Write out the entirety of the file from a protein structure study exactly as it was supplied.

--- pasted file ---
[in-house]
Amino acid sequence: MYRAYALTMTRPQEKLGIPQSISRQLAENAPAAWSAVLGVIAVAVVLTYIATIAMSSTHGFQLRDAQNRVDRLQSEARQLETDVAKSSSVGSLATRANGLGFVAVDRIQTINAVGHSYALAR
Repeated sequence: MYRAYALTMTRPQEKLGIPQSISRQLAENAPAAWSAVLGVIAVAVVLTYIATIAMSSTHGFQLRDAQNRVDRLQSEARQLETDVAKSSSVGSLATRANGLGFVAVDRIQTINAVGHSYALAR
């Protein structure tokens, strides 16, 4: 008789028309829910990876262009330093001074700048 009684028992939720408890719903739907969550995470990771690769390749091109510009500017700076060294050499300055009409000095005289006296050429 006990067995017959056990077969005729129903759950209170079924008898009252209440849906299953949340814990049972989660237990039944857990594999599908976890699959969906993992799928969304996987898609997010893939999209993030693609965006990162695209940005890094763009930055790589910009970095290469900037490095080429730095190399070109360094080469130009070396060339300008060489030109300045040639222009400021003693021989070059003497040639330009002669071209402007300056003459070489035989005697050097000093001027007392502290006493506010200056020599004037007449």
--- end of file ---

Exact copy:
[in-house]
Amino acid sequence: MYRAYALTMTRPQEKLGIPQSISRQLAENAPAAWSAVLGVIAVAVVLTYIATIAMSSTHGFQLRDAQNRVDRLQSEARQLETDVAKSSSVGSLATRANGLGFVAVDRIQTINAVGHSYALAR
Repeated sequence: MYRAYALTMTRPQEKLGIPQSISRQLAENAPAAWSAVLGVIAVAVVLTYIATIAMSSTHGFQLRDAQNRVDRLQSEARQLETDVAKSSSVGSLATRANGLGFVAVDRIQTINAVGHSYALAR
């Protein structure tokens, strides 16, 4: 008789028309829910990876262009330093001074700048 009684028992939720408890719903739907969550995470990771690769390749091109510009500017700076060294050499300055009409000095005289006296050429 006990067995017959056990077969005729129903759950209170079924008898009252209440849906299953949340814990049972989660237990039944857990594999599908976890699959969906993992799928969304996987898609997010893939999209993030693609965006990162695209940005890094763009930055790589910009970095290469900037490095080429730095190399070109360094080469130009070396060339300008060489030109300045040639222009400021003693021989070059003497040639330009002669071209402007300056003459070489035989005697050097000093001027007392502290006493506010200056020599004037007449």